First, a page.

She has now put on 2kg since she first came to us and is a healthy weight, Her coat looks lovely as we regularly brush her. She now sleeps well next to our bed and she always comes for a cuddle first thing in the morning with Mr Thrift and I, which we don’t mind.
The one problem that continued was she still barked and lunged towards dogs on leads when I go to the park and I have really struggled with this. So last month Steven Havers walked with me and showed me different methods to use when we see a dog on a lead. Finally I am managing to walk past dogs on leads about 50% of the time, but I will keep practising until it is 100% of the time.
Would I have a rescue dog again?….I’m not sure if I would, as it’s been such hard word and I have cried many tears over Judy. However I have spoken to lots of people who have had rescue dogs that have settled without any problems.
It really has been a rollercoaster ride with Judy, but I am so glad I have persevered as she is adoreable. She deserves to be happy after her bad start in life and we all love her to bits.
This week I have been busy seed sowing again. I have sowed my climbing peas in toilet rolls and my dwarf peas in guttering. The peas will be kept in my mini greenhouse until they germinate. Peas can be sown direct but I find I get a better gremination rate this way.
I have also sown my parsnips in kitchen roll tubes and they are in the warmth of my house, as again I get a better germination rate this way.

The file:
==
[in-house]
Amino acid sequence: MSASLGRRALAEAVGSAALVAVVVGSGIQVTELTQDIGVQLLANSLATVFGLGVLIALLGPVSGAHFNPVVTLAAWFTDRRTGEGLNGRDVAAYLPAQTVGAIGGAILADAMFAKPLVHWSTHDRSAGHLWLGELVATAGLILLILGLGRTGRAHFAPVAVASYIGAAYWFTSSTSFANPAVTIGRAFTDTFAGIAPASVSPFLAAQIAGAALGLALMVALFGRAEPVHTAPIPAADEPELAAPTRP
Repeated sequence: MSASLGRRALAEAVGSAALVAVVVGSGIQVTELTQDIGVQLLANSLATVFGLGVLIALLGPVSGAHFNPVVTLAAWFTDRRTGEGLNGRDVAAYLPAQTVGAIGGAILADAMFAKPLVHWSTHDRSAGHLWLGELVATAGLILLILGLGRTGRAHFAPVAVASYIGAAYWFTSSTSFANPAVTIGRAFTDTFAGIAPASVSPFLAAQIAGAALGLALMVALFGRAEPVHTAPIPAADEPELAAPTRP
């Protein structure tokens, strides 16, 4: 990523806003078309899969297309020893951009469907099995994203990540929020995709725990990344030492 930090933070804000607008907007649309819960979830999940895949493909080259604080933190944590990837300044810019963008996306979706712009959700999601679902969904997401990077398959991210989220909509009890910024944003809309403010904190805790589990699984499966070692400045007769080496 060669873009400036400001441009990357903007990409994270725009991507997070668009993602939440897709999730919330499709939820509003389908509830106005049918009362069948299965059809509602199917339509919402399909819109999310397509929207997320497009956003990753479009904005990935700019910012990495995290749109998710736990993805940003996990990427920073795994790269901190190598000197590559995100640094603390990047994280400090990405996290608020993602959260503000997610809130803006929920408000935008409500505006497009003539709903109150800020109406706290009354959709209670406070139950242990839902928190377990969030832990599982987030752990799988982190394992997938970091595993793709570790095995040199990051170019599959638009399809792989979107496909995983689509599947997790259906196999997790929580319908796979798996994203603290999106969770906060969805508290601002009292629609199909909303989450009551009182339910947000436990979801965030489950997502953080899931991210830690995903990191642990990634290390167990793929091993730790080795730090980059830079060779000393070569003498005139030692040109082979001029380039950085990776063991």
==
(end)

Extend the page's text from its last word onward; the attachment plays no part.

I wrote a post a few years ago about growing parsnips in kitchen roll holders rather than toilet rolls and you can find it here.
I sowed some cucumber, pumpkins, butternut squash, courgettes, melon and patty pans. As these are big seeds I put two seeds in each newspaper pot and I will remove the weaker seed upon germination.
“Squash seeds have a tendancy to rot in the compost so it is important to sow the seeds on their sides and not flat”
These seeds will be kept inside my house in a propagator until they germinate and they will then be moved to my now heated greenhouse to grow on (it is warmer in my house at night than my greenhouse).
I have also sowed spring onions, beetroot, turnips, kohl rabi and outdoor tomatoes.
Previously at my allotment I would grow something new every year to try. So this year I thought I would carry on with my tradition. Last year one of my good friends gave me some mini tomatoes to try and I was fascinated with them so I saved some of the seeds on kitchen paper. After doing some research I have found that the tomato is called ‘Solanum pimpinellifolium’ or better known as the ‘currant tomato’ and it is the wild ancestor of all the tomatoes we eat today.
The tomato has the ability to freely cross with other tomatoes so this has allowed it to be used for the introduction of disease resistance traits in tomato varieties, as well as in the study of the genetic control of tomato traits such as fruit shape and size.
I sowed the saved tomato seeds by just laying the paper towel on damp compost and then covering them with a thin layer of damp compost. I have placed them in a propagator in the window and I will keep fingers crossed that the seeds will grow:
After all the seeds I have been sowing this week, I am really looking forward to filling my kitchen garden as full as possible with plants in a month or two.
Well that’s it for this week.
I will be back next Friday as usual. Have a good week.